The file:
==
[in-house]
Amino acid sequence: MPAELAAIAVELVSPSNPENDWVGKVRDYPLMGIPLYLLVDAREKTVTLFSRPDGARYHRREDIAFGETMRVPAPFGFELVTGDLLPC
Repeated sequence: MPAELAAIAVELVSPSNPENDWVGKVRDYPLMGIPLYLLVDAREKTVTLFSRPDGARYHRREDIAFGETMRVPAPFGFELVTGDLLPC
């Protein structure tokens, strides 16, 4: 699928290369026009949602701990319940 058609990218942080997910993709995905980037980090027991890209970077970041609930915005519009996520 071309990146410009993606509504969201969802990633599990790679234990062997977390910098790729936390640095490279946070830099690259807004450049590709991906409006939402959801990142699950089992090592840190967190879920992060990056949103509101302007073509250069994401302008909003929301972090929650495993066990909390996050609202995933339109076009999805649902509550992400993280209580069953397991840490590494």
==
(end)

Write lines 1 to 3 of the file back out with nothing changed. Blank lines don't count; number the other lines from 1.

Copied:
[in-house]
Amino acid sequence: MPAELAAIAVELVSPSNPENDWVGKVRDYPLMGIPLYLLVDAREKTVTLFSRPDGARYHRREDIAFGETMRVPAPFGFELVTGDLLPC
Repeated sequence: MPAELAAIAVELVSPSNPENDWVGKVRDYPLMGIPLYLLVDAREKTVTLFSRPDGARYHRREDIAFGETMRVPAPFGFELVTGDLLPC